29 October, 2007
My original intention was to write a longish post discussing the main ideas. Rather I will do an overall impression here, and then do a few follow ups to talk about what I think are the interesting points.
All up I found The Black Swan an very interesting read. If you’ve read fooled by randomness then some of the arguments will have already appeared but certainly not all. The Black Swan is concerned with wild randomness, the randomness that according to Taleb dominates modern society. Fool by randomness largely concerns the randomness of games, what Taleb would describe as mild randomness. So mild that it is hardly random at all.
As we are reminded in several places in the book Taleb made his fuck off money (i.e. enough money to be comfortably independent even if not mega wealthy) in the 87 stockmarket crash betting on the fact that the market under-appreciated Black Swans. He doesn’t need to fawn to the establishment be it economics, philosophy or publishing and we get this tone all through the book.
While the book touches on finance applications its hardly a finance book. Rather Taleb considers it to be as much a work of Epistomology. His chief concern is with what he calls epistemic arrogance. He hates those who profess to know more than they really do know, be they economic modellers, historians or political scientists, but his chief enemy is the normal distribution which is described as the Great Intellectual Fraud. To use normal distributions in fields where it is easy to show are not normal (such as finance), is both fraudulent and causes Black Swans.
Its strong stuff which he backs with examples, logic and the findings of behavioural finance and similar studies. Its also fairly convincing for the most part. Its true we don’t need sophisticated statistical studies to find whether market moves are normally distributed. We only need the fact that we get 1 in 10,000 year events (as modelled by a normal distribution) occurring every few years. Risk managers who run such models (such as me) are either ignorant fools, who actually believe wrongly in what they do, or deceptive frauds who know better but persist in fooling others for the money. I’d contend I’m neither but I’ll discuss later on.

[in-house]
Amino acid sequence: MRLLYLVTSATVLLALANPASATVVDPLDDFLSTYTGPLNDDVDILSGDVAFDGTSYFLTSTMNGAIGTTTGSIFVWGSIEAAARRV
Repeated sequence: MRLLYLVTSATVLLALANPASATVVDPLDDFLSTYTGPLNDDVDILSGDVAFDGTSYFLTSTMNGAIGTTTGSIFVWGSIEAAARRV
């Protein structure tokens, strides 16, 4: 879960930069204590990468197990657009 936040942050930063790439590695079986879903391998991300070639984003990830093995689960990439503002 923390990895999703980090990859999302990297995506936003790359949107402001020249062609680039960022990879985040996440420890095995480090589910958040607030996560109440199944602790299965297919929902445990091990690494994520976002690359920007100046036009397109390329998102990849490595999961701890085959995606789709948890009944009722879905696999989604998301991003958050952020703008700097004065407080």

Anyway I leave the rest to further discussion. I particularly want to mention the Narrative Fallacy, which I have actually mentioned before, the problem of prediction as well as whether I really am a fraud, idiot, or neither.
19 December, 2006
This will probably be a real spam magnet but anyhow….
Some time ago, while I was still at uni, with a few friend I tried card counting blackjack. Like all casino games blackjack is in the house’s favour. However over the course of a deck (or several decks) this is not always the case for every hand. By keeping track of the cards that have come out of the deck, you can determine when the game is in your favour and increase your bet accordingly. Contrary to popular opinion you don’t need to track the actual cards that have been removed but rather keep a running tally on their effect on the game.